At Wimbledon on July 16, the greatest of all time battled the future of the sport once again when Novak Djokovic faced off against Carlos Alcaraz in the men’s final. This time, however, youth prevailed, as Alcaraz got the better of Djokovic in a back-and-forth five-set marathon (1-6, 7-6 [8-6], 6-1, 3-6, 6-4).
36-year-old Novak Djokovic 🤝 20-year-old Carlos Alcaraz
— ESPN (@espn) July 16, 2023
While Alcaraz was ranked No. 1, the youngest person to earn that title after last year’s win at the US Open, Djokovic was still favored to secure his fifth straight championship at Wimbledon. A victory against Alcaraz would have given Djokovic his 24th major win, tying his total with Margaret Court for the most in tennis history, all while getting him a step closer to a calendar Grand Slam.
Djokovic seemed to be on that path with a dominant first set, but Alcaraz bounced back in the second. Djokovic missed some glaring opportunities in the tiebreak that allowed Alcaraz to get to set point and pull off a stunning backhand return winner. The Spaniard built on that momentum in the third set, putting pressure on Djokovic in the fourth.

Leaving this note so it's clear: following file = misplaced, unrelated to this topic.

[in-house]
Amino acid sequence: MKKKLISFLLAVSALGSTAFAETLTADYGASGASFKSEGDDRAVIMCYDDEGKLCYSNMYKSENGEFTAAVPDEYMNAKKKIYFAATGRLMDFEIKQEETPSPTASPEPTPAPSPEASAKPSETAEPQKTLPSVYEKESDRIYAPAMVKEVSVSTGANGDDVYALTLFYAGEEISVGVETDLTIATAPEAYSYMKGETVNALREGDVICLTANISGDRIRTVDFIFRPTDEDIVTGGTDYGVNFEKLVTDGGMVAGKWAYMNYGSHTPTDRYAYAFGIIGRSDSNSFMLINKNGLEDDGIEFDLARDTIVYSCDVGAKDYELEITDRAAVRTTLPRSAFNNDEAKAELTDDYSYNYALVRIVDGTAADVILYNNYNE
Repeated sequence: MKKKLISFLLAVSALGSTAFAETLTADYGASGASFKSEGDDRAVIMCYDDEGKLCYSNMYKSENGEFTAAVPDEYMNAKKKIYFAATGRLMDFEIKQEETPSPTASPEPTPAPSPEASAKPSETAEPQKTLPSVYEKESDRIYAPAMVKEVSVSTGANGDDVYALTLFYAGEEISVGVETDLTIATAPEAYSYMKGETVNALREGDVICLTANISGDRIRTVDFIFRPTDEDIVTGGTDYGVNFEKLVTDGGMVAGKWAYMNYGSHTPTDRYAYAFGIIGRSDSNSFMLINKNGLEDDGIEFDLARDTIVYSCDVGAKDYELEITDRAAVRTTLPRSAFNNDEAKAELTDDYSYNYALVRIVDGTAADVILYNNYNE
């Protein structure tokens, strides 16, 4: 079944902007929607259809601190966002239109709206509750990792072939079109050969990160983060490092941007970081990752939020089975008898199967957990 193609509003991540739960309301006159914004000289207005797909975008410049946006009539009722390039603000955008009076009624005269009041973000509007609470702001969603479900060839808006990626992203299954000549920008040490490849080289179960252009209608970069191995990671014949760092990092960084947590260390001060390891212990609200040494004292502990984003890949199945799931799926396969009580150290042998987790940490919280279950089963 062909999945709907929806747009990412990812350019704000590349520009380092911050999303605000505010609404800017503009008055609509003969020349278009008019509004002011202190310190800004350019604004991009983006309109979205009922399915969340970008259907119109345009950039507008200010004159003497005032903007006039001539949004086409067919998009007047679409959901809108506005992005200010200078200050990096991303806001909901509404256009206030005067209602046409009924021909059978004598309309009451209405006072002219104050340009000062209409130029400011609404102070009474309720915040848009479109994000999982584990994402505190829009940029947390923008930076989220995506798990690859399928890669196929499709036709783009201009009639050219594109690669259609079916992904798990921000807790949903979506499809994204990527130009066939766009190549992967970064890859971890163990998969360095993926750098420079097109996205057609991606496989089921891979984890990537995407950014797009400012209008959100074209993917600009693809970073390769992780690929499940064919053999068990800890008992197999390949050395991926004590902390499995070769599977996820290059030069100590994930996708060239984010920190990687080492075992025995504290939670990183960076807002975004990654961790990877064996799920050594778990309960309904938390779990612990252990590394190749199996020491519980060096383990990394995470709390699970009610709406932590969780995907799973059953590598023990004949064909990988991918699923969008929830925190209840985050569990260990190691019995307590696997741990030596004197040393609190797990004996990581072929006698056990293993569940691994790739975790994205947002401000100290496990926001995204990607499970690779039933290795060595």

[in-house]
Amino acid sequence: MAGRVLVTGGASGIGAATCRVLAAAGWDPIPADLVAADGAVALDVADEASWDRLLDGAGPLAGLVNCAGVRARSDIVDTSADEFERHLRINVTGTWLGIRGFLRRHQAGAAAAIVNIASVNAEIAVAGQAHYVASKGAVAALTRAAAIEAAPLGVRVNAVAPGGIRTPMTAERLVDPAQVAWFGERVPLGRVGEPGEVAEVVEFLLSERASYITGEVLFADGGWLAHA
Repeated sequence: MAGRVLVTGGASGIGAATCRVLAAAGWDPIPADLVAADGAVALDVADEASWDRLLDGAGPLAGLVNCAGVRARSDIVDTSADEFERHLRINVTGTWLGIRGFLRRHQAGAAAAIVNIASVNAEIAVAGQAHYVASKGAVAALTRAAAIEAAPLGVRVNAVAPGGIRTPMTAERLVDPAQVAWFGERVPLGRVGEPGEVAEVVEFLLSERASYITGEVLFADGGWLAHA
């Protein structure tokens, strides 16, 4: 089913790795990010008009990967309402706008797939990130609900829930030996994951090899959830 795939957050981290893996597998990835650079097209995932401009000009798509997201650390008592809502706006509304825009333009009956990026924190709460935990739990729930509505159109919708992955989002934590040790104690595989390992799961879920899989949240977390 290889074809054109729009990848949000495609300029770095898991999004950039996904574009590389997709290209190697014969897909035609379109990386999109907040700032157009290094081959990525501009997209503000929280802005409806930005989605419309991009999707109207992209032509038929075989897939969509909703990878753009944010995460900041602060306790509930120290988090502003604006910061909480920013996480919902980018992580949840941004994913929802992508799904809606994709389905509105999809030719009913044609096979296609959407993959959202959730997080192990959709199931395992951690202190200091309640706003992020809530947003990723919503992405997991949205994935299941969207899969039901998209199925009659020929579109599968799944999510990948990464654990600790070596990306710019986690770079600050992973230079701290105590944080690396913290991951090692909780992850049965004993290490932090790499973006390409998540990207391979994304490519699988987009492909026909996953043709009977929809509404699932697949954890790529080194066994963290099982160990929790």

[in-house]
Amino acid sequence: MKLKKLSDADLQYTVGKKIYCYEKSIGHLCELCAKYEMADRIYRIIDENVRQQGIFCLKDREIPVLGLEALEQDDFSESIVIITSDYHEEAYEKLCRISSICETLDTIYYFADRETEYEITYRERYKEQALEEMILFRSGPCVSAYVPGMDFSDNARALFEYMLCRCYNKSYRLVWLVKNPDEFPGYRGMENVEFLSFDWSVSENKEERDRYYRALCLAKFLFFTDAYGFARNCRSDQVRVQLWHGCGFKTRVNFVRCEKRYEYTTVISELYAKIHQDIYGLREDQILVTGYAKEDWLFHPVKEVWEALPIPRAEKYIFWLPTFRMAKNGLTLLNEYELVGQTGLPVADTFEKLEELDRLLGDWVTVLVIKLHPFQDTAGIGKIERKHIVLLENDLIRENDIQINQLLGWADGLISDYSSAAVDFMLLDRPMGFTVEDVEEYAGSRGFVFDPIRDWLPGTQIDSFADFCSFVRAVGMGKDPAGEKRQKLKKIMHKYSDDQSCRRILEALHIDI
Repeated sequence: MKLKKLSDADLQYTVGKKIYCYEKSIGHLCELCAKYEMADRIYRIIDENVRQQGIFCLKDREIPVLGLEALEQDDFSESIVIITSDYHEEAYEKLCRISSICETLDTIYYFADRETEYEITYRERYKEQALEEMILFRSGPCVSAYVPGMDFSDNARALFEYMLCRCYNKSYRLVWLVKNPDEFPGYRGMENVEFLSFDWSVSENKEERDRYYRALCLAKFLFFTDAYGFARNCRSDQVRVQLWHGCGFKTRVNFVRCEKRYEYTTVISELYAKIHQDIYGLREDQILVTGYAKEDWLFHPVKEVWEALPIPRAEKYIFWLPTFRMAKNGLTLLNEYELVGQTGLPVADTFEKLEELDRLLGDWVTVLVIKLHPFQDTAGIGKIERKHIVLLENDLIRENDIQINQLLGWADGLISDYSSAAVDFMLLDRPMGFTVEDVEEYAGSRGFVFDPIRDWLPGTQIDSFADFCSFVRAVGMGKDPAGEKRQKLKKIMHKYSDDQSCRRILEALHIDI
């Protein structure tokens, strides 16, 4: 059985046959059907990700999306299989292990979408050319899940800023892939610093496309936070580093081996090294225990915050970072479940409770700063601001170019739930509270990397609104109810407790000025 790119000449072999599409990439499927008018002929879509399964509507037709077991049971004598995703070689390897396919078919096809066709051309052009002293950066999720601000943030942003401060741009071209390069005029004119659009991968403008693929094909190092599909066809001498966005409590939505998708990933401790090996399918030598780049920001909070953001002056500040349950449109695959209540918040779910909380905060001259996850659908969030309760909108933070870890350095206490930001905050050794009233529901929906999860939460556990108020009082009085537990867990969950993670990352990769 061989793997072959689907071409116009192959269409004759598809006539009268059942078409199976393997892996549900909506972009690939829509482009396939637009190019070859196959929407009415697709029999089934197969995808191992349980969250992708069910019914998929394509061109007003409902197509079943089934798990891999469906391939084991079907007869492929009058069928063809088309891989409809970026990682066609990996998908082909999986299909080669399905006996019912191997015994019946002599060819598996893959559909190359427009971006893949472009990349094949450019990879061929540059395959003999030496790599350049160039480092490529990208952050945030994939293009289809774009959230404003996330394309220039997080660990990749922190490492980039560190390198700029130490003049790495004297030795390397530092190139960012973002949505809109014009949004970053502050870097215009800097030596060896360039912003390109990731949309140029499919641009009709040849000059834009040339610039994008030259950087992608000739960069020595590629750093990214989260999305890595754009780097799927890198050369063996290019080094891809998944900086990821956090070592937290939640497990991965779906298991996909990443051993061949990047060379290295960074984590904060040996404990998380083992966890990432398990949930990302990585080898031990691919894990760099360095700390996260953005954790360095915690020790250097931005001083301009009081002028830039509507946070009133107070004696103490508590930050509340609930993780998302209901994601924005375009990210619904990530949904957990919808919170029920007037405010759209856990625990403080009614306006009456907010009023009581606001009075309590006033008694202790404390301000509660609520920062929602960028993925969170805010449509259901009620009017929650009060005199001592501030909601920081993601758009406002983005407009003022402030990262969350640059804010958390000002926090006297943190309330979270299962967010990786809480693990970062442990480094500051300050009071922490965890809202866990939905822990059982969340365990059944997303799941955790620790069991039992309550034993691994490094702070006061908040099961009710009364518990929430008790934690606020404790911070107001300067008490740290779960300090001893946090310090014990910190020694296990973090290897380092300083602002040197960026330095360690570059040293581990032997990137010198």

But, as he has done so many times before, Djokovic stayed cool, calm, and collected. Down 2-1 in games, the winningest men’s player in history won three consecutive games. He later forced the all-important fifth and final set.
Just like the rest of the match, the fifth set was filled with unbelievable rallies and shots. Alcaraz utilized his sneaky drop shot and power to perfection, and Djokovic’s accuracy and mental toughness continued to be on full display. Chants for each player broke out after impressive points, and the energy seemed to be pouring out of Centre Court.
In the end, Alcaraz had the opportunity to serve for the championship, and he did. On match point, Alcaraz blazed his serve at Djokovic who did all he could to just get it back across. Alcaraz then put all his strength into a forehand for which Djokovic stretched but just couldn’t get enough on.
Alcaraz tumbled to the grass with his hands over his face, the reality setting in that he was a Wimbledon champion. The competitors eventually made their way to the net, both with smiles on their faces. They understood the magnitude of the show they just put on for the fans in attendance and around the world.
— Wimbledon (@Wimbledon) July 16, 2023
The four-hour, 42-minute final was the third-longest in Wimbledon history. It will undoubtedly be remembered for a long time.
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